May 7, 2008

*UPDATED*What DOESN'T Work for Me

My “What DOESN'T Work for Me Wednesday” tip isn't so much a tip as it is a warning. While many people buy kid's clothes from consignment sales, thrift stores and yard sales, you should never buy children's pajamas from these places. Children's pajamas are treated with a flame-resistant chemical that gradually wears away through repeated washings. That being said, if your kid has a lot of pajamas that you bought new and the pajamas haven't been washed too often before the kid outgrew the pajamas, the pajamas are probably okay to keep for the next kid or pass on to someone else. However, when you buy used pajamas from a store, there's no way of knowing how many washings the pajamas have been through. If the garment has been washed repeatedly, the efficacy of the flame-retarded material could be in question. So buying used regular clothes cheaply = good; buying used pajamas cheaply = not so good. For more “What DOESN'T Work for Me Wednesday” tips, check out Rocks in My Dryer.

UPDATE - Just to show I'm not the only one who says this, check out Mrs. Nesby's post here.


  1. Crazy...I posted something similar to this today for the WDWFM! Great minds think alike, right? =)

  2. Thanks so much for the Link Love! I will reciprocate!

  3. I make most of my girls' nightgowns, but hadn't thought about the flame retardent issue. In fact, it's kinda hard to find fabric that's been treated if you want to sew your own.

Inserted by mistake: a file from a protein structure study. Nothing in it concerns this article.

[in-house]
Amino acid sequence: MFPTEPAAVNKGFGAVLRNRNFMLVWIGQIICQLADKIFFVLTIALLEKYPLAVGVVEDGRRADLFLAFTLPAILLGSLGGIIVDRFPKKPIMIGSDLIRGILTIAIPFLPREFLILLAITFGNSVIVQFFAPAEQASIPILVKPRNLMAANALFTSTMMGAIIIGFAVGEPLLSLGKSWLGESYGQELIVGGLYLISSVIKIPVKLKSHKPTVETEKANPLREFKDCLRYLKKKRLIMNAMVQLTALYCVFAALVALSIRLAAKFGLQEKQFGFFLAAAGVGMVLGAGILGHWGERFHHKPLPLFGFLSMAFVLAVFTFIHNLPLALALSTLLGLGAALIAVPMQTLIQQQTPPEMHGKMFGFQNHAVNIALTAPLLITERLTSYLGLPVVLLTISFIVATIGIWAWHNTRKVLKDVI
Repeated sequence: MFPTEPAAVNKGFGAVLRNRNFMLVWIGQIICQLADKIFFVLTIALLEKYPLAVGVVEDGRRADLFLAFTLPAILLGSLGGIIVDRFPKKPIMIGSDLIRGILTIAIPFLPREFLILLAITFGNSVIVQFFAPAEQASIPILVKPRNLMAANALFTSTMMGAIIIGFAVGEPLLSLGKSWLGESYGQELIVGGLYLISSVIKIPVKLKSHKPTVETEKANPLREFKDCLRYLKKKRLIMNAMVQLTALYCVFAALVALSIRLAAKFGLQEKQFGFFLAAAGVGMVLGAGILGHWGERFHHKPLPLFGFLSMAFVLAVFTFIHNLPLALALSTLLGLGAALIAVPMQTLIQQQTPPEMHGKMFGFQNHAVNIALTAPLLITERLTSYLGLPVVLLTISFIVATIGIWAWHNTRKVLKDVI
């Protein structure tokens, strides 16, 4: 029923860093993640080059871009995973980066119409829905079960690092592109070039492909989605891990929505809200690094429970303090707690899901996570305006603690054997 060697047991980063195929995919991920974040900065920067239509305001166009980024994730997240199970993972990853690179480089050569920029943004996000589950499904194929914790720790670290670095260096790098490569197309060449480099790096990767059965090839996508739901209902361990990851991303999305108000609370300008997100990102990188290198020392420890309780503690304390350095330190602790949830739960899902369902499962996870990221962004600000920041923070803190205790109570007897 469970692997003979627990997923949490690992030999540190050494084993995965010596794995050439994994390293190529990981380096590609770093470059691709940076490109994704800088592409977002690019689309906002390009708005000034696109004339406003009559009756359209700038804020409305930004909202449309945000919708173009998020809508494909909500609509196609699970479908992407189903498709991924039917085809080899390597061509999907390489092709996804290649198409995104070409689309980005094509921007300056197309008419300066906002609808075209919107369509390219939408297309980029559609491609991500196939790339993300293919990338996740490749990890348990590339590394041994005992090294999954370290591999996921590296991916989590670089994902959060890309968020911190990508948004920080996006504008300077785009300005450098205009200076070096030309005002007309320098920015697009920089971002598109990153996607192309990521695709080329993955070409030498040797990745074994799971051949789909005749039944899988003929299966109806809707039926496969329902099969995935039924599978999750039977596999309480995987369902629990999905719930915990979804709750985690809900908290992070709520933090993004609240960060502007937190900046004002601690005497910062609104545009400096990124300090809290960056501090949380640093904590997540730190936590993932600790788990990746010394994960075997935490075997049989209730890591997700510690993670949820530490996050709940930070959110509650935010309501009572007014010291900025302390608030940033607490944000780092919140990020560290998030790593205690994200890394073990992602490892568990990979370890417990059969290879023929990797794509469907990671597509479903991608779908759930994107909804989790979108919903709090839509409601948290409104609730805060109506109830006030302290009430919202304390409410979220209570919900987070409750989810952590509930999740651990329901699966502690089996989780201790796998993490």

4. This is something that *doesn't* work for me. The flame retardents (PBDEs) in new PJs (and foam mattresses, electronics, etc.) would be the very things driving me to buy second-hand. It is something that builds up in our systems, and doesn't go away. Not only can the substance cause damage to human nervous and reproductive systems, but it shows up elsewhere in the environment because of our use of it, and ever increasingly so. Some countries have banned its use for certain industries, but North Americans seem slow to jump on the bandwagon. Please read up and come to your own conclusions on the risks associated with flame retardents or lack thereof. I'm sure the thought of your child catching fire is terrifying, but the thought of mine not being able to have healthy children of their own bothers me more.

  5. Eight: There is definitely a fine line that must be walked between how much we allow technology to "help" us, especially with chemicals. Yet I personally know someone who was horribly burned because she wasn't wearing flame retardant clothing. All it took was one birthday candle and she is forever horribly scared. I'm far more concerned with hormones in milk and meat and pesticides on my produce.


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